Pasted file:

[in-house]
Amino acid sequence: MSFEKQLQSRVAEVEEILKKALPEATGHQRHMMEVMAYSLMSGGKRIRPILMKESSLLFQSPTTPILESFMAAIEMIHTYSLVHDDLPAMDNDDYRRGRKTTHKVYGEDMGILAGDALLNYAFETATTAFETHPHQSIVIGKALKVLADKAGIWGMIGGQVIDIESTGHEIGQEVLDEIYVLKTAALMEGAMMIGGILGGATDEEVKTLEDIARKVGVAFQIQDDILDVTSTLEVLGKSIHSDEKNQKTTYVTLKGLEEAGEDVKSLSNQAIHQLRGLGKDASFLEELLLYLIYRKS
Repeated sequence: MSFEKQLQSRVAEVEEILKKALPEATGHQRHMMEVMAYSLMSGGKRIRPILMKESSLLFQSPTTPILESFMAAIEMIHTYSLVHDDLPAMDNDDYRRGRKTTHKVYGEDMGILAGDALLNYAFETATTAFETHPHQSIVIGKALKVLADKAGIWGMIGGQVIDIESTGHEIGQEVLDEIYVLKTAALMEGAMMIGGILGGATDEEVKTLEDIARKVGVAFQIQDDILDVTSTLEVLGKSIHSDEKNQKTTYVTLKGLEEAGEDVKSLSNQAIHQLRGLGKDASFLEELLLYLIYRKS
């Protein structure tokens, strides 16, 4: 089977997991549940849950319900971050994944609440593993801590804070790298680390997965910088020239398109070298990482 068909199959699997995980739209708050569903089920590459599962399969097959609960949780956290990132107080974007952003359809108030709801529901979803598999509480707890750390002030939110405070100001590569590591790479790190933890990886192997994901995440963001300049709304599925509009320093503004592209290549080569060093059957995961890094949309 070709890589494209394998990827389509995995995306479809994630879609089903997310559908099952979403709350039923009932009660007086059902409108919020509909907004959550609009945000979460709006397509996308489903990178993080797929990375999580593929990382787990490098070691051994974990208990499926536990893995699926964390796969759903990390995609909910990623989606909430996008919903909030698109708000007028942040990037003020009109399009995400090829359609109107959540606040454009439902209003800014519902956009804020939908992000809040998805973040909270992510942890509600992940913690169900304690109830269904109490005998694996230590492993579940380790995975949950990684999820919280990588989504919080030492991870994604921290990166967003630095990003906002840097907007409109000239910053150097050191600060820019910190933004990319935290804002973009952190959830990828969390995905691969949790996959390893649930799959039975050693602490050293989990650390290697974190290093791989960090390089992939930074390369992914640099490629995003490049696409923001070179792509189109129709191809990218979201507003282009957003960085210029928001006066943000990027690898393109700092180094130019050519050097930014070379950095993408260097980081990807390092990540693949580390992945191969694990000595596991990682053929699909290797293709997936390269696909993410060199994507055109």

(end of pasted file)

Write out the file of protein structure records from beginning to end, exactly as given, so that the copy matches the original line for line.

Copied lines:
[in-house]
Amino acid sequence: MSFEKQLQSRVAEVEEILKKALPEATGHQRHMMEVMAYSLMSGGKRIRPILMKESSLLFQSPTTPILESFMAAIEMIHTYSLVHDDLPAMDNDDYRRGRKTTHKVYGEDMGILAGDALLNYAFETATTAFETHPHQSIVIGKALKVLADKAGIWGMIGGQVIDIESTGHEIGQEVLDEIYVLKTAALMEGAMMIGGILGGATDEEVKTLEDIARKVGVAFQIQDDILDVTSTLEVLGKSIHSDEKNQKTTYVTLKGLEEAGEDVKSLSNQAIHQLRGLGKDASFLEELLLYLIYRKS
Repeated sequence: MSFEKQLQSRVAEVEEILKKALPEATGHQRHMMEVMAYSLMSGGKRIRPILMKESSLLFQSPTTPILESFMAAIEMIHTYSLVHDDLPAMDNDDYRRGRKTTHKVYGEDMGILAGDALLNYAFETATTAFETHPHQSIVIGKALKVLADKAGIWGMIGGQVIDIESTGHEIGQEVLDEIYVLKTAALMEGAMMIGGILGGATDEEVKTLEDIARKVGVAFQIQDDILDVTSTLEVLGKSIHSDEKNQKTTYVTLKGLEEAGEDVKSLSNQAIHQLRGLGKDASFLEELLLYLIYRKS
């Protein structure tokens, strides 16, 4: 089977997991549940849950319900971050994944609440593993801590804070790298680390997965910088020239398109070298990482 068909199959699997995980739209708050569903089920590459599962399969097959609960949780956290990132107080974007952003359809108030709801529901979803598999509480707890750390002030939110405070100001590569590591790479790190933890990886192997994901995440963001300049709304599925509009320093503004592209290549080569060093059957995961890094949309 070709890589494209394998990827389509995995995306479809994630879609089903997310559908099952979403709350039923009932009660007086059902409108919020509909907004959550609009945000979460709006397509996308489903990178993080797929990375999580593929990382787990490098070691051994974990208990499926536990893995699926964390796969759903990390995609909910990623989606909430996008919903909030698109708000007028942040990037003020009109399009995400090829359609109107959540606040454009439902209003800014519902956009804020939908992000809040998805973040909270992510942890509600992940913690169900304690109830269904109490005998694996230590492993579940380790995975949950990684999820919280990588989504919080030492991870994604921290990166967003630095990003906002840097907007409109000239910053150097050191600060820019910190933004990319935290804002973009952190959830990828969390995905691969949790996959390893649930799959039975050693602490050293989990650390290697974190290093791989960090390089992939930074390369992914640099490629995003490049696409923001070179792509189109129709191809990218979201507003282009957003960085210029928001006066943000990027690898393109700092180094130019050519050097930014070379950095993408260097980081990807390092990540693949580390992945191969694990000595596991990682053929699909290797293709997936390269696909993410060199994507055109």